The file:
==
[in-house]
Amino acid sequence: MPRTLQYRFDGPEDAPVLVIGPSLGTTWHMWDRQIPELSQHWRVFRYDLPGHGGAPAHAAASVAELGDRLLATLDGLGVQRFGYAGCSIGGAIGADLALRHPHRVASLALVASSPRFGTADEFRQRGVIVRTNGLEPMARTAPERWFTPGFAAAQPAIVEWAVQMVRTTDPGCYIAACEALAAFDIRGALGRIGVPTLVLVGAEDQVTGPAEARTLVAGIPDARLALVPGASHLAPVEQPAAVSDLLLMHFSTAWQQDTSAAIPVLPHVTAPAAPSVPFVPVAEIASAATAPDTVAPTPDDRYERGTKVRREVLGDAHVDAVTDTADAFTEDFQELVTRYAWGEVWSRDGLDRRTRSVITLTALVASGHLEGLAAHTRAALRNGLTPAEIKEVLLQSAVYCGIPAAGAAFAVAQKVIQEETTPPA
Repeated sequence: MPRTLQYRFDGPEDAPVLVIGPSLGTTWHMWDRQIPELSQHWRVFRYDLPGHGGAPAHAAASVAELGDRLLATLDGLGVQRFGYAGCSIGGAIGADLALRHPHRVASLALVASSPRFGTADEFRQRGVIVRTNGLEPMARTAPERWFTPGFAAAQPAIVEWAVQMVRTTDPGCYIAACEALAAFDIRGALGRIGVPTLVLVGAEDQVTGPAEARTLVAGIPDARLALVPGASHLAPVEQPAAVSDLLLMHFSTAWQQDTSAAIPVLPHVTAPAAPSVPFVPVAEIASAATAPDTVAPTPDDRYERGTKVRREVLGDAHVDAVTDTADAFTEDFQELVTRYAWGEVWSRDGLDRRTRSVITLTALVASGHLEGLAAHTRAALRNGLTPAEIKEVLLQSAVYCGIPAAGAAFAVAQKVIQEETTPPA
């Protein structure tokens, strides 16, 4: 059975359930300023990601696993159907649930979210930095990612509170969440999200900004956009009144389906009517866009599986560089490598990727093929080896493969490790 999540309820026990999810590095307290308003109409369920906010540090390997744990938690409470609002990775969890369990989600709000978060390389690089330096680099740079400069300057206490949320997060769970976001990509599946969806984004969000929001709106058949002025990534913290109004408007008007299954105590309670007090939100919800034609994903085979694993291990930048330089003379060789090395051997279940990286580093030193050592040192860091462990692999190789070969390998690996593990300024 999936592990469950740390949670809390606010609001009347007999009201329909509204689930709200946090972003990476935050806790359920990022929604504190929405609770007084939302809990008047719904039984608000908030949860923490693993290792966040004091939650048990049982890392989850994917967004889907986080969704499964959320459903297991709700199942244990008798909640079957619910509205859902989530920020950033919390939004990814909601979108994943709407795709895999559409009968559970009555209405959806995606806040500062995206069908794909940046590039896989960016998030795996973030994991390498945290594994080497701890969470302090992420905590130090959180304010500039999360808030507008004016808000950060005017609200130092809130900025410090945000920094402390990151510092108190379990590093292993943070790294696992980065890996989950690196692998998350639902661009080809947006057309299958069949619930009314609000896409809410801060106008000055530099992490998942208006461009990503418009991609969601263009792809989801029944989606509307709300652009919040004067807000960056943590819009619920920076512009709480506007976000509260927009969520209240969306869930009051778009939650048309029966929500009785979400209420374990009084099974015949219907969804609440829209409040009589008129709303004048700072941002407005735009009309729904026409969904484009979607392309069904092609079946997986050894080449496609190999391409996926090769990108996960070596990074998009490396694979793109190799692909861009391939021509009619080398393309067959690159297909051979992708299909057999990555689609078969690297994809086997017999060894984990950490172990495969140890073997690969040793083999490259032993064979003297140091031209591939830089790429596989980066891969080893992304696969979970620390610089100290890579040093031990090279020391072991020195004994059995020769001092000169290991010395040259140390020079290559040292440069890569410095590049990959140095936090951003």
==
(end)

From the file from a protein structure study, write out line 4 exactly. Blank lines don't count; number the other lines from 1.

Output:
């Protein structure tokens, strides 16, 4: 059975359930300023990601696993159907649930979210930095990612509170969440999200900004956009009144389906009517866009599986560089490598990727093929080896493969490790 999540309820026990999810590095307290308003109409369920906010540090390997744990938690409470609002990775969890369990989600709000978060390389690089330096680099740079400069300057206490949320997060769970976001990509599946969806984004969000929001709106058949002025990534913290109004408007008007299954105590309670007090939100919800034609994903085979694993291990930048330089003379060789090395051997279940990286580093030193050592040192860091462990692999190789070969390998690996593990300024 999936592990469950740390949670809390606010609001009347007999009201329909509204689930709200946090972003990476935050806790359920990022929604504190929405609770007084939302809990008047719904039984608000908030949860923490693993290792966040004091939650048990049982890392989850994917967004889907986080969704499964959320459903297991709700199942244990008798909640079957619910509205859902989530920020950033919390939004990814909601979108994943709407795709895999559409009968559970009555209405959806995606806040500062995206069908794909940046590039896989960016998030795996973030994991390498945290594994080497701890969470302090992420905590130090959180304010500039999360808030507008004016808000950060005017609200130092809130900025410090945000920094402390990151510092108190379990590093292993943070790294696992980065890996989950690196692998998350639902661009080809947006057309299958069949619930009314609000896409809410801060106008000055530099992490998942208006461009990503418009991609969601263009792809989801029944989606509307709300652009919040004067807000960056943590819009619920920076512009709480506007976000509260927009969520209240969306869930009051778009939650048309029966929500009785979400209420374990009084099974015949219907969804609440829209409040009589008129709303004048700072941002407005735009009309729904026409969904484009979607392309069904092609079946997986050894080449496609190999391409996926090769990108996960070596990074998009490396694979793109190799692909861009391939021509009619080398393309067959690159297909051979992708299909057999990555689609078969690297994809086997017999060894984990950490172990495969140890073997690969040793083999490259032993064979003297140091031209591939830089790429596989980066891969080893992304696969979970620390610089100290890579040093031990090279020391072991020195004994059995020769001092000169290991010395040259140390020079290559040292440069890569410095590049990959140095936090951003």